August: This is it. The climax to not only Wishsong, but of the original Shannara trilogy. It has to wrap up not only the story of Jair and Brin, but also bring the three-book arc to a satisfying close. Does it do it? Let’s find out.
Jair and the Culhaven Six (I decided that’s the name of their group), storm through a courtyard in Graymark. Though they reach relative safety behind a portcullis, Helt the Borderman, already wounded, stays behind to bar the way so the pursuing gnomes can’t reach them. They meet more gnomes though, and fight their way through them, but Edain the Elf and Foraker the Dwarf take wounds, and make a last stand at the top of a stairway to buy Jair more time. Jair, Slanter, and Garet Jax reach the Croagh, a stone spiral staircase that winds around until it reaches Heaven’s Well, their destination.
The three of them race up the stairs, and reach the summit. There, Garet Jax finds his destiny. A Jachyra is guarding Heaven’s Well, the same beast that killed Allanon, and Jax knows this fight is why he has accompanied Jair this whole time. Slanter has to drag Jair away as the weapon master and the demon duel to the death. The last two remaining members of the Culhaven Six reach the poisoned Heaven’s Well, a large bubbling spring, and Jair throws in the dust the King of the Silver River gave him. The water turns clear and fresh, and Jair has accomplished the mission the king gave him. Throwing in his vision crystal, the water turns into a seeing pool, and Jair finds his sister.
Brin walked through the Maelmord alone, the jungle an evil presence that weighed on her. Only with the power of the wishsong was she able to pass, by cloaking herself as kindred to the evil that dwelled within, by using her magic to show there was no difference between her and the evils of the Ildatch. She could feel herself be swept away by the magic, losing her sense of who she was as she journied deeper into the Maelmord. But there was no other way to reach her goal.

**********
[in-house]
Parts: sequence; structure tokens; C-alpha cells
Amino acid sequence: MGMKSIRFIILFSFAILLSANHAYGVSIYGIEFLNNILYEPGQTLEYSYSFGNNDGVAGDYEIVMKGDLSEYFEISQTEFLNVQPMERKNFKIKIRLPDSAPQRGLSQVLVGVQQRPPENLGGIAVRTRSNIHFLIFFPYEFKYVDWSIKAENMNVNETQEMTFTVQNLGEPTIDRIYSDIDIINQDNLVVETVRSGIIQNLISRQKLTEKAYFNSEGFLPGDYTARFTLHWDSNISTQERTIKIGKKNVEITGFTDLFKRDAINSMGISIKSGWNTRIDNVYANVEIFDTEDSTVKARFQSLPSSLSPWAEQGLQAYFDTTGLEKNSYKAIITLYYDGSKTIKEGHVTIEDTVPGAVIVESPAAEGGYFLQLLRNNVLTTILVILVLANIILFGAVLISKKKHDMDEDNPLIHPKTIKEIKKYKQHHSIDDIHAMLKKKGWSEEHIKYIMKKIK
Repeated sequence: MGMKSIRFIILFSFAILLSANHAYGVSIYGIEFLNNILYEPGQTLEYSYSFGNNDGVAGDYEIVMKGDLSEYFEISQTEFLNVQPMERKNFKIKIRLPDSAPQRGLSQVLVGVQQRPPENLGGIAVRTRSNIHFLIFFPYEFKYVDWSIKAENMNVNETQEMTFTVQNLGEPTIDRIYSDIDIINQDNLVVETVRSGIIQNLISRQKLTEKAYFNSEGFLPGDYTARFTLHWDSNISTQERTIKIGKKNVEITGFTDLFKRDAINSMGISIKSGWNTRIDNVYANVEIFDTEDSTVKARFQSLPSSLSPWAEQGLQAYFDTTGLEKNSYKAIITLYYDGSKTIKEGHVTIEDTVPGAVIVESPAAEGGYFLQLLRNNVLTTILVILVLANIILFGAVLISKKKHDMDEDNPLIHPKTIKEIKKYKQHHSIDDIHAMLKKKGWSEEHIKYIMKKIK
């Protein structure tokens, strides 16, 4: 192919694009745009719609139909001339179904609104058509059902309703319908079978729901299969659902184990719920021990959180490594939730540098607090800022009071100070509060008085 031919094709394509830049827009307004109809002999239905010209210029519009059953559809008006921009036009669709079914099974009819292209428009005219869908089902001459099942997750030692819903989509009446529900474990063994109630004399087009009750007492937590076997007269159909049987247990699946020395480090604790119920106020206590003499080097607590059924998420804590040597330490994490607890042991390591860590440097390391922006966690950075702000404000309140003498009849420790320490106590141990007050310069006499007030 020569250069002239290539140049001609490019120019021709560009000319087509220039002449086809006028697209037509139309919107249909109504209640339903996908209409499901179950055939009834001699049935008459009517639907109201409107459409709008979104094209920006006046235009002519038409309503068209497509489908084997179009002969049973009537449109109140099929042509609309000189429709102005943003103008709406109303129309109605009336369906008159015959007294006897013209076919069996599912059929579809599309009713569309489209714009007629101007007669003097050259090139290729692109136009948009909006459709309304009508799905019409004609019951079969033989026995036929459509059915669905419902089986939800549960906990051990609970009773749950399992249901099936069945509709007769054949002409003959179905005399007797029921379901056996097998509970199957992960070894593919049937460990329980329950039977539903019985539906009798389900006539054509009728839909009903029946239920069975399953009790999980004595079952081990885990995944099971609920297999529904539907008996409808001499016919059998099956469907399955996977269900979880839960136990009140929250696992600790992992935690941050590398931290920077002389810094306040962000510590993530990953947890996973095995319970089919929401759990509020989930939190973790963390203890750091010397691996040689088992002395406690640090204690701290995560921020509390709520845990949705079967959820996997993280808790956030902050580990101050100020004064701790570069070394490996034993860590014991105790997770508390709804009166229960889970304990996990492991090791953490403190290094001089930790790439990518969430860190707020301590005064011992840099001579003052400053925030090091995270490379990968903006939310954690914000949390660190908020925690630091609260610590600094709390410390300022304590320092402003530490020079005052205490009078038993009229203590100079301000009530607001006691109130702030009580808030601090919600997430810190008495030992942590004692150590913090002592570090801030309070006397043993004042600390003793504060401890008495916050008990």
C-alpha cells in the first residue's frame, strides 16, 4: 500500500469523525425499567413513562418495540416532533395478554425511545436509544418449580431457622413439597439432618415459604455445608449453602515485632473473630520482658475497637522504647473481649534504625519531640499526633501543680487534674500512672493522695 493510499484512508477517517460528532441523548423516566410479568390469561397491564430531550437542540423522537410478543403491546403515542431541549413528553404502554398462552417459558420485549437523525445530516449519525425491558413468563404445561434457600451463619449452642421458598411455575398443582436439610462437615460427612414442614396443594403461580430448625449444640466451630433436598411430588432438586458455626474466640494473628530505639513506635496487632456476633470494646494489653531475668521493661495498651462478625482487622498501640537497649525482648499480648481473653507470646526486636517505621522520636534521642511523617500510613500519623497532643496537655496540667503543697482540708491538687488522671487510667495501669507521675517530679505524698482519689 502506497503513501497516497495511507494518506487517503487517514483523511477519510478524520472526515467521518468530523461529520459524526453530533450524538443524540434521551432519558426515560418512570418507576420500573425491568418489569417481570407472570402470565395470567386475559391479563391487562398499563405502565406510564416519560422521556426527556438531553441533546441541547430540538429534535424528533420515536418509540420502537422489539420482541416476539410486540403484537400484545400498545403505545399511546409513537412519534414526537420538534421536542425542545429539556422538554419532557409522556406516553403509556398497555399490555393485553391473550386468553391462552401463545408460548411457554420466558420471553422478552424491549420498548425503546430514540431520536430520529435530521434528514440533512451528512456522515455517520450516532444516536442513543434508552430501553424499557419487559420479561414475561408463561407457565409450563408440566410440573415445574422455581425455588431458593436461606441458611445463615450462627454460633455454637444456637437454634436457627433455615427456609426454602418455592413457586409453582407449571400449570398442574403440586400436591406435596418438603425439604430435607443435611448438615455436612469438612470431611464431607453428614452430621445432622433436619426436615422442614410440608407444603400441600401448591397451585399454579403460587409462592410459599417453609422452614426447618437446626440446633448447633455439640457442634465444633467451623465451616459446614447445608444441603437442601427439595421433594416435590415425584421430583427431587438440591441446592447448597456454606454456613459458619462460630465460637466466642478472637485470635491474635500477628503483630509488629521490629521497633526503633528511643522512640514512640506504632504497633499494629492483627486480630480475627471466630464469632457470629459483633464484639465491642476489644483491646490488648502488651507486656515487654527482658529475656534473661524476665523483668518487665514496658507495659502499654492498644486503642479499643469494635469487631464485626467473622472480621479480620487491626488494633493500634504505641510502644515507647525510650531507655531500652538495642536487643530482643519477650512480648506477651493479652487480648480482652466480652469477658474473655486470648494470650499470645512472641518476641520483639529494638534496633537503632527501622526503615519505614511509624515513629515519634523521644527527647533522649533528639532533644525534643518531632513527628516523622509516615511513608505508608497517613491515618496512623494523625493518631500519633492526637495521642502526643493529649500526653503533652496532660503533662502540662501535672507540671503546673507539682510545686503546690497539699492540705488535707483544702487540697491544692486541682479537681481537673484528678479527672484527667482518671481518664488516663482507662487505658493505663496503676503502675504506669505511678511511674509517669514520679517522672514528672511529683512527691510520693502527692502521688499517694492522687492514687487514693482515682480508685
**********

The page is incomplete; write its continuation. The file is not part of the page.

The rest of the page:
She finds the Ildatch in a tower rising from the jungle. a huge, ancient tome laying on a dias. And it begins to talk to her. First it makes a connection. The two share a magic after all. Then it begins to tempt her. It gives her a taste of it’s dark and terrible power, before snatching it away, all while telling Brin she is the one who it has been waiting for. She struggles to maintain control over herself as the Ildatch worms its way into her psyche. It tempts her with knowledge. After all, what is it except a book of other people’s wisdom, neither good or evil? It tempts her with power. With the combined might of their magics, she could be more powerful than even the Warlock Lord. Finally, it tempts her with danger. Mord Wraiths descend upon her, and almost reflexively she turns to the power of the Ildatch, and crushes them. And with that, Brin is the dark child, and lost.
Jair watches through the still waters of Heaven’s Well, horrified, and remembers the third magic the King of the Silver River gave him. One time, and only one time, he can use the wishsong to create something real, not just an illusion, and he knows what he needs to do. He begins the sing, and finds himself no longer at the Well, but in front of the dark child. He has to find his sister, to do something to reach her and help her.
The dark child, with the Ildatch whispering in her mind, tries to kill him, striking out with her magic. Jair avoids it, creating illusions to hide behind, but can do little else to get the book away from his sister. Eventually he creates clones of himself, dozens of Jair Ohmsford to swarm over her. The dark child disintegrates them one by one but then feels the real hands of her brother on her, holding her tight, singing to her the memories of their childhood. Jair finds Brin, bringing her back, banishing the dark child. Brin Ohmsford casts the Ildatch behind and uses the wishsong to destroy it.